The Amazin’ Grace Story
Paula had an idea for a movie and started to write a screenplay in the summer of 1989. The story was about a homeless women, Grace, living on the streets of New York City. Grace had lived in the south and was harboring a deep secret. She befriends a young priest and a well-to-do woman from the neighborhood. The story ends with Grace coming to terms with the accidental deaths of her children in a fire that she started in a drunken state.
After two years of working on the many drafts Paula felt she had final working treatment worthy of taking it to the next level.
At that time Paula naively thought that the best course of action was to obtain a list of agents and send unsolicited copies of the screenplay for their perusal.
Paula heard back from a few agents with the usual thanks-but-no-thanks form letters. Paula eventually shelved the project and turned her attention to working in the theatre.
Many years later Paula received a call from a friend whom had been intimately involved with the Grace screenplay. She had read the many drafts of the treatment and was a good sounding board for Paula.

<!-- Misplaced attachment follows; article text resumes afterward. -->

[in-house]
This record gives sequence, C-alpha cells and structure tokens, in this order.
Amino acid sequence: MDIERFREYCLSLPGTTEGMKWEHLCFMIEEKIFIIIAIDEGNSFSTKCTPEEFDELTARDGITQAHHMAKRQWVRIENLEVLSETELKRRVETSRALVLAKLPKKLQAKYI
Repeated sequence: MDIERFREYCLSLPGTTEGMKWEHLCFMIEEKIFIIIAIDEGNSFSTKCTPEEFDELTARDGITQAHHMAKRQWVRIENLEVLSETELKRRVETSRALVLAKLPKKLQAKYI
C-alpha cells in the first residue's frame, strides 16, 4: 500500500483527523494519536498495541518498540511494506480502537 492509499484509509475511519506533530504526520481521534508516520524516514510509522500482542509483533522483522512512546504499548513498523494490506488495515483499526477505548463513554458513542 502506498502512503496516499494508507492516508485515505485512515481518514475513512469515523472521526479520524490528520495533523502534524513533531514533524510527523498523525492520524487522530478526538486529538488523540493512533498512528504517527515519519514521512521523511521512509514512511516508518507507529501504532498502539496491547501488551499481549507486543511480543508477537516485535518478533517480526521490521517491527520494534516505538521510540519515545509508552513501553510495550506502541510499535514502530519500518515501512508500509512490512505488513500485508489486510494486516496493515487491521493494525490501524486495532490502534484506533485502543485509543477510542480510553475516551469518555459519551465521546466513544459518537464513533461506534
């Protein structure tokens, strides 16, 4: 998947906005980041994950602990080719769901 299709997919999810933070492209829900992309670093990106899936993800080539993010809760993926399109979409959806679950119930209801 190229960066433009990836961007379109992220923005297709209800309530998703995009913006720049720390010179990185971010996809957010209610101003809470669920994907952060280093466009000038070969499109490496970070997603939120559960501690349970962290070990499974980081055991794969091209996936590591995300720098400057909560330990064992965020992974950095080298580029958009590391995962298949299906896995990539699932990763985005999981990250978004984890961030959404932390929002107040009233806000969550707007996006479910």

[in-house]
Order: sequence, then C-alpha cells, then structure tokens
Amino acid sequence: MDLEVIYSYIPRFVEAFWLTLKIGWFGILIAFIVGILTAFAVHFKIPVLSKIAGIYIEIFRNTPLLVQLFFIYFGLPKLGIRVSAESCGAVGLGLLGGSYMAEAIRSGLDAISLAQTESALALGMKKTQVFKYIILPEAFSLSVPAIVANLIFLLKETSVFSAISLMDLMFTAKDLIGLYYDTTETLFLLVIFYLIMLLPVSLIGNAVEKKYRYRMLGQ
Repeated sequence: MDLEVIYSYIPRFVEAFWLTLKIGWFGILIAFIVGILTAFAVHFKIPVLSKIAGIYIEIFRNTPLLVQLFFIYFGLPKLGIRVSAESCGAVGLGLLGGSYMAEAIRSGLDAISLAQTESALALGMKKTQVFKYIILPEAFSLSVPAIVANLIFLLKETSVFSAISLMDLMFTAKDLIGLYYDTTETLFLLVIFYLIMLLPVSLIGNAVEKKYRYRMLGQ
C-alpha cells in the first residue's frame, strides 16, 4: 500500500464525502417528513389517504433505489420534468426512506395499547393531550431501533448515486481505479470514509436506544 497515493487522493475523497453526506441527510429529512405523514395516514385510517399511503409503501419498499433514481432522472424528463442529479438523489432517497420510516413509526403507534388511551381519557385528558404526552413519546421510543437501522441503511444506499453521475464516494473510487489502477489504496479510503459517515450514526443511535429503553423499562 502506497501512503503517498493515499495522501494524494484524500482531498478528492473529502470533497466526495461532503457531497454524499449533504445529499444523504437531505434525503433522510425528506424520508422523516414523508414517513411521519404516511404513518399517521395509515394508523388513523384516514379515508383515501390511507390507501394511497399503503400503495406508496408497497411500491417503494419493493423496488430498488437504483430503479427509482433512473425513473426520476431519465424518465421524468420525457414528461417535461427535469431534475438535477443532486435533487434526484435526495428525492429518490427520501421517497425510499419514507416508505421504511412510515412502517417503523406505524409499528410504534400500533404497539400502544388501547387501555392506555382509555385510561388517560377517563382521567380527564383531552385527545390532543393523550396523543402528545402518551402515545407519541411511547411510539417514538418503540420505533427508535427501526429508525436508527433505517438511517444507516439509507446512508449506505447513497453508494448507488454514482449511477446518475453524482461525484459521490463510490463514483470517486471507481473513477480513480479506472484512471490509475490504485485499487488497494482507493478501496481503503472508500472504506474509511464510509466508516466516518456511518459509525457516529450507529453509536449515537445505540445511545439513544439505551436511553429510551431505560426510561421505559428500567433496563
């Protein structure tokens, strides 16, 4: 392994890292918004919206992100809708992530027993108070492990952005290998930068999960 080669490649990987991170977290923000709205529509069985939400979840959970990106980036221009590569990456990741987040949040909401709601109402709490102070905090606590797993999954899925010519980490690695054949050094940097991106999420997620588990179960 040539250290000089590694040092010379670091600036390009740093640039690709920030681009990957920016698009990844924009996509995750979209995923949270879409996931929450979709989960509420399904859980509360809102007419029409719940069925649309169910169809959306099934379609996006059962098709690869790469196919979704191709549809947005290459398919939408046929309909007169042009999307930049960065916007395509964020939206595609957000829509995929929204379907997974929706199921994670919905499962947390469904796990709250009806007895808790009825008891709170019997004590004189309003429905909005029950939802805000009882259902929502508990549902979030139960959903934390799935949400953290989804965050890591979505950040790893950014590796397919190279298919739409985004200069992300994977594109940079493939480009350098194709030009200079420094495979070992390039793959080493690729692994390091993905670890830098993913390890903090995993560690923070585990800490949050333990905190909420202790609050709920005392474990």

The friend offered congratulations and wanted to know why Paula didn’t tell her that the Grace screenplay was turned into a made-for-television movie. She had recently watched a rerun of the movie Face of a Stranger. The movie, which stared Tyne Daily and Gena Rowlands, was about a woman who lives on the city streets befriends a well-to-do woman from the neighborhood and was harboring a deep secret about killing her children in a fire.
This caught Paula as a complete surprise. She found out that the screenplay was credited to Marsha Norman. Yes, that Marsha Norman of ’night, Mother fame. Many years later with information readily available on the internet and IMDB Paula was able to learn that the filming of Face of a Stranger took place the same year Paula sent out her screenplay. So there was no way one knew about the other. The moral of this story? Great minds think alike!
Many years later Paula returned to the Grace screenplay and turned it into a one-act stage play.